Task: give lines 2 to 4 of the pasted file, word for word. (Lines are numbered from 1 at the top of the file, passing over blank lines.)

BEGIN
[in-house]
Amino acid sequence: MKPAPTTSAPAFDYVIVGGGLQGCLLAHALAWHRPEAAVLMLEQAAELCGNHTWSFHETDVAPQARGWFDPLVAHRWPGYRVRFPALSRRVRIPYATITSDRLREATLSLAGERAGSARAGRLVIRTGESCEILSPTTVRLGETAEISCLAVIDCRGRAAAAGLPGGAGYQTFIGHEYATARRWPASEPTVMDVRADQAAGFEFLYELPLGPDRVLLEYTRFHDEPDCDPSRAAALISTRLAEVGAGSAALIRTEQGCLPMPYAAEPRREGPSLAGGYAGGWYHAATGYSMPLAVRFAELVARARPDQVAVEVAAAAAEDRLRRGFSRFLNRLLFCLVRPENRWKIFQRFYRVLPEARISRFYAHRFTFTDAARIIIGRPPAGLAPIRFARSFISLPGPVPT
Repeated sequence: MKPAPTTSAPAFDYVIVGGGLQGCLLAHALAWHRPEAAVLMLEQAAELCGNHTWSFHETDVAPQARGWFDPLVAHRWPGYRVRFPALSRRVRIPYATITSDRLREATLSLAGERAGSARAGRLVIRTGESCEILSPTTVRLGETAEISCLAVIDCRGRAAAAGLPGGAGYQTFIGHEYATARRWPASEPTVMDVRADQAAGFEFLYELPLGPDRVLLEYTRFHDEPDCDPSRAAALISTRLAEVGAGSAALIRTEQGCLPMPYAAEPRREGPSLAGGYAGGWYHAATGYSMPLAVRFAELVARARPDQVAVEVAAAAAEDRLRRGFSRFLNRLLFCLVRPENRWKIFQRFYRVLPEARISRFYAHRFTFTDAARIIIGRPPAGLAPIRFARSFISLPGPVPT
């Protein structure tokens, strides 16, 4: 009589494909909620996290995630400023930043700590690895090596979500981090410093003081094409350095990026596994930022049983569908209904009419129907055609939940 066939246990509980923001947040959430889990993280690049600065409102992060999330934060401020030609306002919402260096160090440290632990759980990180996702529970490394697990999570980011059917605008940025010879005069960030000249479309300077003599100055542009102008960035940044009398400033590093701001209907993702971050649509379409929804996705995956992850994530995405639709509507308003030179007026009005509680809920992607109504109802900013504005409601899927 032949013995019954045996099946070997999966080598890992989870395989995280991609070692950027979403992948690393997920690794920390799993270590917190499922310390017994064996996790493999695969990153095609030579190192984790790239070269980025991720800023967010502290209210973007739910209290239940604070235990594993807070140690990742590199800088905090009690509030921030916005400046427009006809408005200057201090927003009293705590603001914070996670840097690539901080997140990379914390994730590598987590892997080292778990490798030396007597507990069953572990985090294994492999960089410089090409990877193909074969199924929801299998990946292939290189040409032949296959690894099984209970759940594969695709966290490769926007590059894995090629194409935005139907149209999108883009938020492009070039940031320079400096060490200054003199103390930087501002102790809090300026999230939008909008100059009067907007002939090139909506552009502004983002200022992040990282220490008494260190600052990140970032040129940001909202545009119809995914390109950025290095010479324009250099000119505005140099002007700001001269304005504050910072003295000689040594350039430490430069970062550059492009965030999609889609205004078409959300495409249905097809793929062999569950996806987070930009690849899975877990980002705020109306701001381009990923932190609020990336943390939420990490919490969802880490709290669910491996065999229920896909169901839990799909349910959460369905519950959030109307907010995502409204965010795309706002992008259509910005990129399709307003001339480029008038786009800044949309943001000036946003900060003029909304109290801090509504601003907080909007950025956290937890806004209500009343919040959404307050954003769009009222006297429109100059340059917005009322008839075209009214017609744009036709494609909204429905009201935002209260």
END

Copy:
Amino acid sequence: MKPAPTTSAPAFDYVIVGGGLQGCLLAHALAWHRPEAAVLMLEQAAELCGNHTWSFHETDVAPQARGWFDPLVAHRWPGYRVRFPALSRRVRIPYATITSDRLREATLSLAGERAGSARAGRLVIRTGESCEILSPTTVRLGETAEISCLAVIDCRGRAAAAGLPGGAGYQTFIGHEYATARRWPASEPTVMDVRADQAAGFEFLYELPLGPDRVLLEYTRFHDEPDCDPSRAAALISTRLAEVGAGSAALIRTEQGCLPMPYAAEPRREGPSLAGGYAGGWYHAATGYSMPLAVRFAELVARARPDQVAVEVAAAAAEDRLRRGFSRFLNRLLFCLVRPENRWKIFQRFYRVLPEARISRFYAHRFTFTDAARIIIGRPPAGLAPIRFARSFISLPGPVPT
Repeated sequence: MKPAPTTSAPAFDYVIVGGGLQGCLLAHALAWHRPEAAVLMLEQAAELCGNHTWSFHETDVAPQARGWFDPLVAHRWPGYRVRFPALSRRVRIPYATITSDRLREATLSLAGERAGSARAGRLVIRTGESCEILSPTTVRLGETAEISCLAVIDCRGRAAAAGLPGGAGYQTFIGHEYATARRWPASEPTVMDVRADQAAGFEFLYELPLGPDRVLLEYTRFHDEPDCDPSRAAALISTRLAEVGAGSAALIRTEQGCLPMPYAAEPRREGPSLAGGYAGGWYHAATGYSMPLAVRFAELVARARPDQVAVEVAAAAAEDRLRRGFSRFLNRLLFCLVRPENRWKIFQRFYRVLPEARISRFYAHRFTFTDAARIIIGRPPAGLAPIRFARSFISLPGPVPT
């Protein structure tokens, strides 16, 4: 009589494909909620996290995630400023930043700590690895090596979500981090410093003081094409350095990026596994930022049983569908209904009419129907055609939940 066939246990509980923001947040959430889990993280690049600065409102992060999330934060401020030609306002919402260096160090440290632990759980990180996702529970490394697990999570980011059917605008940025010879005069960030000249479309300077003599100055542009102008960035940044009398400033590093701001209907993702971050649509379409929804996705995956992850994530995405639709509507308003030179007026009005509680809920992607109504109802900013504005409601899927 032949013995019954045996099946070997999966080598890992989870395989995280991609070692950027979403992948690393997920690794920390799993270590917190499922310390017994064996996790493999695969990153095609030579190192984790790239070269980025991720800023967010502290209210973007739910209290239940604070235990594993807070140690990742590199800088905090009690509030921030916005400046427009006809408005200057201090927003009293705590603001914070996670840097690539901080997140990379914390994730590598987590892997080292778990490798030396007597507990069953572990985090294994492999960089410089090409990877193909074969199924929801299998990946292939290189040409032949296959690894099984209970759940594969695709966290490769926007590059894995090629194409935005139907149209999108883009938020492009070039940031320079400096060490200054003199103390930087501002102790809090300026999230939008909008100059009067907007002939090139909506552009502004983002200022992040990282220490008494260190600052990140970032040129940001909202545009119809995914390109950025290095010479324009250099000119505005140099002007700001001269304005504050910072003295000689040594350039430490430069970062550059492009965030999609889609205004078409959300495409249905097809793929062999569950996806987070930009690849899975877990980002705020109306701001381009990923932190609020990336943390939420990490919490969802880490709290669910491996065999229920896909169901839990799909349910959460369905519950959030109307907010995502409204965010795309706002992008259509910005990129399709307003001339480029008038786009800044949309943001000036946003900060003029909304109290801090509504601003907080909007950025956290937890806004209500009343919040959404307050954003769009009222006297429109100059340059917005009322008839075209009214017609744009036709494609909204429905009201935002209260």